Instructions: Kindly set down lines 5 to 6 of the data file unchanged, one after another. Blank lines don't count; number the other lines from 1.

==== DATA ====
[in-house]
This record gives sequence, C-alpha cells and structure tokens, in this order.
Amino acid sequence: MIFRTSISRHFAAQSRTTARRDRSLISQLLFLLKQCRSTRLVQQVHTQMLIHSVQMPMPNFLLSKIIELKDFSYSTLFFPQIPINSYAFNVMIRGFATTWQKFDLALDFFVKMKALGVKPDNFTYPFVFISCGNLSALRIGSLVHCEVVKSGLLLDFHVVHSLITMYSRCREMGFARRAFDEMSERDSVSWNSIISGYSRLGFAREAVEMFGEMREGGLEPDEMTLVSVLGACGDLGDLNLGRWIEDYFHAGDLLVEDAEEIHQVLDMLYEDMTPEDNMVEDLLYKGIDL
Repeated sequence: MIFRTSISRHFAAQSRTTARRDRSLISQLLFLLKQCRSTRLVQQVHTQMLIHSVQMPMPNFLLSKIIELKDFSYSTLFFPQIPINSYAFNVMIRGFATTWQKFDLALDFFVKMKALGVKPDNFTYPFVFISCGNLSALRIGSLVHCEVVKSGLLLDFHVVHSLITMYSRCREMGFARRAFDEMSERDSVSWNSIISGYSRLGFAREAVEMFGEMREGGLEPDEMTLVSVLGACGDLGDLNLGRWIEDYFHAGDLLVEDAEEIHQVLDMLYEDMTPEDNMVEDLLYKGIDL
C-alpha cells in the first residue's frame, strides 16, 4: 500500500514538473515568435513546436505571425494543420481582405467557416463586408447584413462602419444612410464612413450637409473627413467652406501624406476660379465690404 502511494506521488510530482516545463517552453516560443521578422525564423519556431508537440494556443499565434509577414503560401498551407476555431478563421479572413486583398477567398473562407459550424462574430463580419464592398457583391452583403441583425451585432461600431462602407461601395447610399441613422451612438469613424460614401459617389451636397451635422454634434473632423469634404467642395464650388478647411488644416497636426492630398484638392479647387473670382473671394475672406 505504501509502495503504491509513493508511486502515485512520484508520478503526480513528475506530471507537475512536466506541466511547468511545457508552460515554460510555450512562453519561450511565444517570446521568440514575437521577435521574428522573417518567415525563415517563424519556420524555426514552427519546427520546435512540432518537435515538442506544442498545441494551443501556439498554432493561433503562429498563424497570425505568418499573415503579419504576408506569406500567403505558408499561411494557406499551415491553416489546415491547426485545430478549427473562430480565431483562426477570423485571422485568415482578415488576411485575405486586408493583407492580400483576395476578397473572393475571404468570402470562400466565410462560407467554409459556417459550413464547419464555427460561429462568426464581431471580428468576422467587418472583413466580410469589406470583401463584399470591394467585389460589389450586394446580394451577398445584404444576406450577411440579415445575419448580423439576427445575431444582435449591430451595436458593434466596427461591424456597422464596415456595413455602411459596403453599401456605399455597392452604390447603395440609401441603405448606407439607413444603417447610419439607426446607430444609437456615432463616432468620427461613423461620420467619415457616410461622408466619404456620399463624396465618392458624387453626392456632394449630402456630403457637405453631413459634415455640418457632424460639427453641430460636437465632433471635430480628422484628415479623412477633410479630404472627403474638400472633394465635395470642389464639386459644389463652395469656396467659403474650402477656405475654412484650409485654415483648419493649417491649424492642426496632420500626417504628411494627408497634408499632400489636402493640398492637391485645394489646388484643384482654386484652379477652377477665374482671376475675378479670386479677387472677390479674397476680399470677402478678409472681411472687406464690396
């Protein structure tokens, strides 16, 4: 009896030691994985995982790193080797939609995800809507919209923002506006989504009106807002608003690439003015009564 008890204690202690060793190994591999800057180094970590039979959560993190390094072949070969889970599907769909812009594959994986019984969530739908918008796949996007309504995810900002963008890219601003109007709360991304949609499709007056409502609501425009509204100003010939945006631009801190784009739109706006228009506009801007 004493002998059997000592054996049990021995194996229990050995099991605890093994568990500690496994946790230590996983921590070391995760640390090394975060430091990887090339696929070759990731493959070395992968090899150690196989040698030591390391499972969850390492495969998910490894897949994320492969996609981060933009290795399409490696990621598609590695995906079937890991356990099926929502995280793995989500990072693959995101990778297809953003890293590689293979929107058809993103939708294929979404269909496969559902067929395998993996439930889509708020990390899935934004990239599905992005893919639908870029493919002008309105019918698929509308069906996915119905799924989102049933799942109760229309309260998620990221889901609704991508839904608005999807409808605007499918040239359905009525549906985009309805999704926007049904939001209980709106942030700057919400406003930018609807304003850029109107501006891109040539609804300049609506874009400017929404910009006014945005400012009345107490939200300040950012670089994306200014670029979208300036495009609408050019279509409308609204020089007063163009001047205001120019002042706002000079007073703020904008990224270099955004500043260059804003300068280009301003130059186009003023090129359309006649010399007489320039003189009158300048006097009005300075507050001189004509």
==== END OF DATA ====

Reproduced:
C-alpha cells in the first residue's frame, strides 16, 4: 500500500514538473515568435513546436505571425494543420481582405467557416463586408447584413462602419444612410464612413450637409473627413467652406501624406476660379465690404 502511494506521488510530482516545463517552453516560443521578422525564423519556431508537440494556443499565434509577414503560401498551407476555431478563421479572413486583398477567398473562407459550424462574430463580419464592398457583391452583403441583425451585432461600431462602407461601395447610399441613422451612438469613424460614401459617389451636397451635422454634434473632423469634404467642395464650388478647411488644416497636426492630398484638392479647387473670382473671394475672406 505504501509502495503504491509513493508511486502515485512520484508520478503526480513528475506530471507537475512536466506541466511547468511545457508552460515554460510555450512562453519561450511565444517570446521568440514575437521577435521574428522573417518567415525563415517563424519556420524555426514552427519546427520546435512540432518537435515538442506544442498545441494551443501556439498554432493561433503562429498563424497570425505568418499573415503579419504576408506569406500567403505558408499561411494557406499551415491553416489546415491547426485545430478549427473562430480565431483562426477570423485571422485568415482578415488576411485575405486586408493583407492580400483576395476578397473572393475571404468570402470562400466565410462560407467554409459556417459550413464547419464555427460561429462568426464581431471580428468576422467587418472583413466580410469589406470583401463584399470591394467585389460589389450586394446580394451577398445584404444576406450577411440579415445575419448580423439576427445575431444582435449591430451595436458593434466596427461591424456597422464596415456595413455602411459596403453599401456605399455597392452604390447603395440609401441603405448606407439607413444603417447610419439607426446607430444609437456615432463616432468620427461613423461620420467619415457616410461622408466619404456620399463624396465618392458624387453626392456632394449630402456630403457637405453631413459634415455640418457632424460639427453641430460636437465632433471635430480628422484628415479623412477633410479630404472627403474638400472633394465635395470642389464639386459644389463652395469656396467659403474650402477656405475654412484650409485654415483648419493649417491649424492642426496632420500626417504628411494627408497634408499632400489636402493640398492637391485645394489646388484643384482654386484652379477652377477665374482671376475675378479670386479677387472677390479674397476680399470677402478678409472681411472687406464690396
């Protein structure tokens, strides 16, 4: 009896030691994985995982790193080797939609995800809507919209923002506006989504009106807002608003690439003015009564 008890204690202690060793190994591999800057180094970590039979959560993190390094072949070969889970599907769909812009594959994986019984969530739908918008796949996007309504995810900002963008890219601003109007709360991304949609499709007056409502609501425009509204100003010939945006631009801190784009739109706006228009506009801007 004493002998059997000592054996049990021995194996229990050995099991605890093994568990500690496994946790230590996983921590070391995760640390090394975060430091990887090339696929070759990731493959070395992968090899150690196989040698030591390391499972969850390492495969998910490894897949994320492969996609981060933009290795399409490696990621598609590695995906079937890991356990099926929502995280793995989500990072693959995101990778297809953003890293590689293979929107058809993103939708294929979404269909496969559902067929395998993996439930889509708020990390899935934004990239599905992005893919639908870029493919002008309105019918698929509308069906996915119905799924989102049933799942109760229309309260998620990221889901609704991508839904608005999807409808605007499918040239359905009525549906985009309805999704926007049904939001209980709106942030700057919400406003930018609807304003850029109107501006891109040539609804300049609506874009400017929404910009006014945005400012009345107490939200300040950012670089994306200014670029979208300036495009609408050019279509409308609204020089007063163009001047205001120019002042706002000079007073703020904008990224270099955004500043260059804003300068280009301003130059186009003023090129359309006649010399007489320039003189009158300048006097009005300075507050001189004509």